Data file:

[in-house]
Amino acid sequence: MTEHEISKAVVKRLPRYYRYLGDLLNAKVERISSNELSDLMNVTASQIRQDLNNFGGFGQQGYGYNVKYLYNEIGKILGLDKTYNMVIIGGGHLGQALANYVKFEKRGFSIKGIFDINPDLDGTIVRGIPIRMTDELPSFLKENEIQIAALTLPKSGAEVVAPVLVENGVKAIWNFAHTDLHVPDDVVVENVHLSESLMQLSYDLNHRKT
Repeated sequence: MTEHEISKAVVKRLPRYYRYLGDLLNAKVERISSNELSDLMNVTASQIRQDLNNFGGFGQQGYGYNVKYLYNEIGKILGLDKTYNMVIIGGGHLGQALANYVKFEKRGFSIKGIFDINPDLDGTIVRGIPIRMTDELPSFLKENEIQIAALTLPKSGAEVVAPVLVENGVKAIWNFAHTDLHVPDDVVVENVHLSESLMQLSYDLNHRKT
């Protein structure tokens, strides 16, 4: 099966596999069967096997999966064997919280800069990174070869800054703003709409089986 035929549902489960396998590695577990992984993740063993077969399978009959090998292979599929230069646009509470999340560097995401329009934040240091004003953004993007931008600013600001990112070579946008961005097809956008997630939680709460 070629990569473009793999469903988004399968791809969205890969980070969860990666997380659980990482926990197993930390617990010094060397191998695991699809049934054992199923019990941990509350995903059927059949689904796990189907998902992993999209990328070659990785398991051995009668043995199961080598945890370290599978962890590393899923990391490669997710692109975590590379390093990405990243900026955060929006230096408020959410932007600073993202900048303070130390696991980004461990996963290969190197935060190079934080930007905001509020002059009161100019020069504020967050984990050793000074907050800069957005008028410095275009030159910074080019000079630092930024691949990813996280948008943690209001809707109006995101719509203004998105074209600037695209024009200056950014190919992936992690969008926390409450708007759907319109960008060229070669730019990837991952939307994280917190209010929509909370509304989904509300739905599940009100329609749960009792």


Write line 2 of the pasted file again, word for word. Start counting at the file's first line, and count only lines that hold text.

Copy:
Amino acid sequence: MTEHEISKAVVKRLPRYYRYLGDLLNAKVERISSNELSDLMNVTASQIRQDLNNFGGFGQQGYGYNVKYLYNEIGKILGLDKTYNMVIIGGGHLGQALANYVKFEKRGFSIKGIFDINPDLDGTIVRGIPIRMTDELPSFLKENEIQIAALTLPKSGAEVVAPVLVENGVKAIWNFAHTDLHVPDDVVVENVHLSESLMQLSYDLNHRKT